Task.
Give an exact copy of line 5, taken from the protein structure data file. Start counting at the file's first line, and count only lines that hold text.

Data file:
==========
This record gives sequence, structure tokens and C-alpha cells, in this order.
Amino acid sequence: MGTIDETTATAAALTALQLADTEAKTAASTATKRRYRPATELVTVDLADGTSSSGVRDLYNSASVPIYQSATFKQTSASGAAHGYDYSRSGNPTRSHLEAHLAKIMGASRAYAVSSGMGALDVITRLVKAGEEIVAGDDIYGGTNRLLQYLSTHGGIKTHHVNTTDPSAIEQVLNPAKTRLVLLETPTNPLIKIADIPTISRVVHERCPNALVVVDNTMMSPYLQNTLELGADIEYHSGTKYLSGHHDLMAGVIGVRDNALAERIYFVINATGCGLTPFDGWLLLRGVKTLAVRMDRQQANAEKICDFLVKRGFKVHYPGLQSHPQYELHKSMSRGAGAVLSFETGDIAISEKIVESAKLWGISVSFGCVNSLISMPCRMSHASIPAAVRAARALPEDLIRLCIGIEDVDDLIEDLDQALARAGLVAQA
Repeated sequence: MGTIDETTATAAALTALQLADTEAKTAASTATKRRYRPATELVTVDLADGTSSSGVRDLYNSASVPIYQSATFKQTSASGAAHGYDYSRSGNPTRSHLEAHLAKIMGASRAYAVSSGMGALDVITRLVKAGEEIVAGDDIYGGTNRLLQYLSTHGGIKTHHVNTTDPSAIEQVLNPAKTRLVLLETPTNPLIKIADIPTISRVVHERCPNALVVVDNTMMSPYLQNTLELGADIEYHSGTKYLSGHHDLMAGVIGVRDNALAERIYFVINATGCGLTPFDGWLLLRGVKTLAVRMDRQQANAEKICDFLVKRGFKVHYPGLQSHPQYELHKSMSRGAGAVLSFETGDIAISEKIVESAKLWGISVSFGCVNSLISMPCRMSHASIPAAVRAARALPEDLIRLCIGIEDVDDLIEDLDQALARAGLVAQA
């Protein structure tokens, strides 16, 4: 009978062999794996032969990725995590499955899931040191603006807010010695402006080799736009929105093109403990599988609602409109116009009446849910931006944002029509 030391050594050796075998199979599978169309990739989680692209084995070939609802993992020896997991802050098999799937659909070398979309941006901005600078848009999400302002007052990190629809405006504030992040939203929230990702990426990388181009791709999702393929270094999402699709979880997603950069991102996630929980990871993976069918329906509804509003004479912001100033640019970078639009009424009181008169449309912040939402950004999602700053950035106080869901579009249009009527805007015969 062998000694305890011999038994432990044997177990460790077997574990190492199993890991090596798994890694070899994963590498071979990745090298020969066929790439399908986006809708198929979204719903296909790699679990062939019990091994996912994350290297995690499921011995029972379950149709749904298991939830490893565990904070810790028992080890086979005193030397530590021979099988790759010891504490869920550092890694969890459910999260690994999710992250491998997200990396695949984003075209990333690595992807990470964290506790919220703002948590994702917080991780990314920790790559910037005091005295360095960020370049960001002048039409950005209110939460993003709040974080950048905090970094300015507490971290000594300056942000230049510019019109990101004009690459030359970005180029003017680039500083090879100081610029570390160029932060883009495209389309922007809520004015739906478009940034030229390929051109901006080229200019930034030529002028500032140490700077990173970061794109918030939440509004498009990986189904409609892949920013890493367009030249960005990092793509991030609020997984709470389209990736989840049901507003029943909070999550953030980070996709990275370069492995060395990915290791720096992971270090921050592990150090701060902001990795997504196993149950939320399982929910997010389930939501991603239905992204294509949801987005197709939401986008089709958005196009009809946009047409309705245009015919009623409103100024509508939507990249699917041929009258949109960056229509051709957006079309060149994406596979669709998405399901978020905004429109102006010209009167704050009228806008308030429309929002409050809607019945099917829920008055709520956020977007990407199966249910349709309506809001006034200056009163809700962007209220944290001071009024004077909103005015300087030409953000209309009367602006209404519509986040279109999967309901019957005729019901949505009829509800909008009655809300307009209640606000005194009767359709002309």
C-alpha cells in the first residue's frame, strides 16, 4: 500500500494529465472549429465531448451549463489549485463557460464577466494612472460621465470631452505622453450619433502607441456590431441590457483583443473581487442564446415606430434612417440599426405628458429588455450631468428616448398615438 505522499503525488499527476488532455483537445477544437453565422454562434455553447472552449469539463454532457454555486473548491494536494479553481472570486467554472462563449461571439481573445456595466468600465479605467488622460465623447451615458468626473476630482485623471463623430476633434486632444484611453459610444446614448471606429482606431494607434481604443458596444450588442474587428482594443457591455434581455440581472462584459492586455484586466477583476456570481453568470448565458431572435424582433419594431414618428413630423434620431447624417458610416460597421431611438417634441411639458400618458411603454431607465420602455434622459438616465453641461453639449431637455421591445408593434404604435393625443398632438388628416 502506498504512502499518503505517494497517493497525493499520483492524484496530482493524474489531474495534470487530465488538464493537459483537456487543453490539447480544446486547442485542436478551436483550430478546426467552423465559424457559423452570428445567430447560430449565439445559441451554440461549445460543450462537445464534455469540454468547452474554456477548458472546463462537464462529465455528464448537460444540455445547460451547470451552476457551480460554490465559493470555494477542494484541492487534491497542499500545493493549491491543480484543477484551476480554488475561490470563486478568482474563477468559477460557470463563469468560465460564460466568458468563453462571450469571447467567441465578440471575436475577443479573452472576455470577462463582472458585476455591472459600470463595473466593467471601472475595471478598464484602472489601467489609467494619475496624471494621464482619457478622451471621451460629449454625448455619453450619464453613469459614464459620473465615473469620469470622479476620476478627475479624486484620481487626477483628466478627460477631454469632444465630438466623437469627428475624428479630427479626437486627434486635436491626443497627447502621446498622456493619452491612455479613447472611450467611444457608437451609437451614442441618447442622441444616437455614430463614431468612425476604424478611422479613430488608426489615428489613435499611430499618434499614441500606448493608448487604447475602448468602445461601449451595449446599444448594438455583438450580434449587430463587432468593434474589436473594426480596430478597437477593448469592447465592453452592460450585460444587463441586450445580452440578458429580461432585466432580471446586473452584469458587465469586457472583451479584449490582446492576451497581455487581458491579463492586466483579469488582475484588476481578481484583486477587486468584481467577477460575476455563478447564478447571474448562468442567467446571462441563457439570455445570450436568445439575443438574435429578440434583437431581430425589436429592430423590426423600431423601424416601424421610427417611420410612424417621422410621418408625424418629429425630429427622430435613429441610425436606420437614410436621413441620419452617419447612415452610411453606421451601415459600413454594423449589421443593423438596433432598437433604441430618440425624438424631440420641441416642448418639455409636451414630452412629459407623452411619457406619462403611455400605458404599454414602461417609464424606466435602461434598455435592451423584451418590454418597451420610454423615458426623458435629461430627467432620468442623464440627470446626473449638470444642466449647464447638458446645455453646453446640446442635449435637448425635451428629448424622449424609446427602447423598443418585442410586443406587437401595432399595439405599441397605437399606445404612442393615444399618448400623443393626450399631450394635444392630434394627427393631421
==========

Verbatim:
C-alpha cells in the first residue's frame, strides 16, 4: 500500500494529465472549429465531448451549463489549485463557460464577466494612472460621465470631452505622453450619433502607441456590431441590457483583443473581487442564446415606430434612417440599426405628458429588455450631468428616448398615438 505522499503525488499527476488532455483537445477544437453565422454562434455553447472552449469539463454532457454555486473548491494536494479553481472570486467554472462563449461571439481573445456595466468600465479605467488622460465623447451615458468626473476630482485623471463623430476633434486632444484611453459610444446614448471606429482606431494607434481604443458596444450588442474587428482594443457591455434581455440581472462584459492586455484586466477583476456570481453568470448565458431572435424582433419594431414618428413630423434620431447624417458610416460597421431611438417634441411639458400618458411603454431607465420602455434622459438616465453641461453639449431637455421591445408593434404604435393625443398632438388628416 502506498504512502499518503505517494497517493497525493499520483492524484496530482493524474489531474495534470487530465488538464493537459483537456487543453490539447480544446486547442485542436478551436483550430478546426467552423465559424457559423452570428445567430447560430449565439445559441451554440461549445460543450462537445464534455469540454468547452474554456477548458472546463462537464462529465455528464448537460444540455445547460451547470451552476457551480460554490465559493470555494477542494484541492487534491497542499500545493493549491491543480484543477484551476480554488475561490470563486478568482474563477468559477460557470463563469468560465460564460466568458468563453462571450469571447467567441465578440471575436475577443479573452472576455470577462463582472458585476455591472459600470463595473466593467471601472475595471478598464484602472489601467489609467494619475496624471494621464482619457478622451471621451460629449454625448455619453450619464453613469459614464459620473465615473469620469470622479476620476478627475479624486484620481487626477483628466478627460477631454469632444465630438466623437469627428475624428479630427479626437486627434486635436491626443497627447502621446498622456493619452491612455479613447472611450467611444457608437451609437451614442441618447442622441444616437455614430463614431468612425476604424478611422479613430488608426489615428489613435499611430499618434499614441500606448493608448487604447475602448468602445461601449451595449446599444448594438455583438450580434449587430463587432468593434474589436473594426480596430478597437477593448469592447465592453452592460450585460444587463441586450445580452440578458429580461432585466432580471446586473452584469458587465469586457472583451479584449490582446492576451497581455487581458491579463492586466483579469488582475484588476481578481484583486477587486468584481467577477460575476455563478447564478447571474448562468442567467446571462441563457439570455445570450436568445439575443438574435429578440434583437431581430425589436429592430423590426423600431423601424416601424421610427417611420410612424417621422410621418408625424418629429425630429427622430435613429441610425436606420437614410436621413441620419452617419447612415452610411453606421451601415459600413454594423449589421443593423438596433432598437433604441430618440425624438424631440420641441416642448418639455409636451414630452412629459407623452411619457406619462403611455400605458404599454414602461417609464424606466435602461434598455435592451423584451418590454418597451420610454423615458426623458435629461430627467432620468442623464440627470446626473449638470444642466449647464447638458446645455453646453446640446442635449435637448425635451428629448424622449424609446427602447423598443418585442410586443406587437401595432399595439405599441397605437399606445404612442393615444399618448400623443393626450399631450394635444392630434394627427393631421